What Run Oregon is Wearing: Hoka Speedgoat 2 (releasing June 2017)


Over the last year I’ve found myself enjoying running trails more and more, especially during hot summer days. Escaping to the cool and woodsy areas in the metro area allow me to log miles a lot more comfortably. However, I have never worn a pair of trail shoe, partly because I don’t run on many trails and also because I didn’t think it made much of a difference as I mostly run on smooth trails. In Oregon though, it doesn’t matter if the trail is smooth or rough. Add in our notorious moisture and any trail can become technical and a bit dangerous. After ruining a pair of beloved road shoes with mud that I just couldn’t rinse off and a few *almost* twisted ankles later, I decided it was time to try out a trail shoe and see what all of the hype was about.

The Speed Goat 2 is named after ultra-marathoner Karl “Speed Goat” Metzler and his rugged 50K race in Utah. Metzler, (as described by fans and several of his sponsors websites) could be defined as a human capable of traversing switchbacks laden with various sedimentary, metamorphic and igneous rocks just like a goat. This shoe is definitely capable of handling all types of terrain. I tested the Speed Goat 2 on a wet and muddy trail, on asphalt and running stairs at the local high school track. These shoes are pretty awesome on all three different surfaces, but it’s intended surface (trail) was really what mattered for my review.

IMG_2013Comfort: Having a wide foot doesn’t bode well for a lot of choices when it comes to picking out running shoes. After reading the reviews of the Speed Goat 1, I was a bit skeptical that this shoe would work for me. I talked to a friend who wears Hoka’s and she told me that she often has to go down a size because Hoka’s are a bit too wide for her. After mulling it over for a bit, I went with my gut and ordered my normal size and hoped for the best. Luckily, I was rewarded with a shoe that fit amazingly well. The Speed Goat 2 has a roomy toe box* is surprisingly light and very supportive without being stiff or restrictive as stability can often be. I found it to wear more as a neutral shoe which made me like it a lot.

Durability / Support: Mesh design coupled with water-resistant material make it easy to keep them cleaner than most shoes of a similar material I’ve worn. However, I’m not sure how breathable the shoe will be come summer and early fall.

  • The outsole is made with Vibram® Mega Grip  technology the wearer to safely run over rocks and mud without fear of slippage. My first wear was on a rainy day in Forest Park with fellow blogger Kelly, along the Wildwood Trail. I was able to maintain a comfortable speed without slowing down as we began our gradual descent after a nice five mile run.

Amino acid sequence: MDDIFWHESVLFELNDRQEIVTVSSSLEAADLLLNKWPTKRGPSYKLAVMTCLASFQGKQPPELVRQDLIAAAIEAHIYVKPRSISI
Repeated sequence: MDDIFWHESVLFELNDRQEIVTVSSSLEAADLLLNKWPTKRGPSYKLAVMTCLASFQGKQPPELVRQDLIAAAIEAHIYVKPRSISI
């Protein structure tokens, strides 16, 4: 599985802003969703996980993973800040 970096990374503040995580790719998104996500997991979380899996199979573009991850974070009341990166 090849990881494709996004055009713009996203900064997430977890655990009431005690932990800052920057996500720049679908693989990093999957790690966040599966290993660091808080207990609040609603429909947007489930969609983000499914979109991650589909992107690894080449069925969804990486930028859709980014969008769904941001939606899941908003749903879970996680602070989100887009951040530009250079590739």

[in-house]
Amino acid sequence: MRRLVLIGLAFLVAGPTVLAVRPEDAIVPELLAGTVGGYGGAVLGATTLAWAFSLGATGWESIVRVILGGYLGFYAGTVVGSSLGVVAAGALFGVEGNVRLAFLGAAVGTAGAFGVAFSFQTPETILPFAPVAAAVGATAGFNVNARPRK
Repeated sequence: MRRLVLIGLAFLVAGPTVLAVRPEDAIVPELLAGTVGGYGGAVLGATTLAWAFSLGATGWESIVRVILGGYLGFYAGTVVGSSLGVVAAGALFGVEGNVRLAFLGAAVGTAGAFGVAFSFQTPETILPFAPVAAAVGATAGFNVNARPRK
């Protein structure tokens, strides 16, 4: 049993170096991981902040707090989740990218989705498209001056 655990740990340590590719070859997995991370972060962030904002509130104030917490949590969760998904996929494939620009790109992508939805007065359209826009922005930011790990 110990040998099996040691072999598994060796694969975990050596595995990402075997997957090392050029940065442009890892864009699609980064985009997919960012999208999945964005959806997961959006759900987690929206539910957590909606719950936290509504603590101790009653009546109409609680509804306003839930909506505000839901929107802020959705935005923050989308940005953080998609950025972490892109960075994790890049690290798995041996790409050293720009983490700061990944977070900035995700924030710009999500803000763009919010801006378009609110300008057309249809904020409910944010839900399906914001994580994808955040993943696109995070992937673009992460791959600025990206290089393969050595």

• The midsole of the Speed Goat 2 has the Hoka One One signature EVA foam stacked high. However, the bounce is minimal while allowing the shoe to be responsive and fast. I felt very agile in this shoe and not at all clunky. The meta-rocker technology almost forces you to run, as you lean forward just wearing the shoe which encourages proper running form.

Style:  The shoe is rugged and looks hardcore without being too bulky. For a trail shoe, it is pretty streamlined. There are reflective tabs on the back that are a nice safety feature. While I wouldn’t describe it as a sexy looking shoe, apparently there will be two more color schemes to choose from when they become available for purchase next month.


Technical Specs:  Weight-8.2 oz (for the women’s version) Drop– 4.5mm.

While I don’t plan on running any ultras (ever) this shoe is for the casual trail runner as well as the ultra athlete. The fact it can handle different types of terrain makes it an all-around fantastic shoe that provides as much neutrality as a trail shoe can. If you couldn’t tell, I’m a fan.

I’m looking forward to trying out more trails this summer in my Hoka One One Speed Goat 2. Want to try a pair for youself? You can purchase them starting in June with a retail MSRP of $140. Visit for more information on the release of the Speed Goat 2.

*one of the main complaints of the Speed Goat 1 was a toe box that was a bit narrower and could often pinch when their foot swelled after several miles. The redesign of the toe box on version 2 aims to remedy this complaint.
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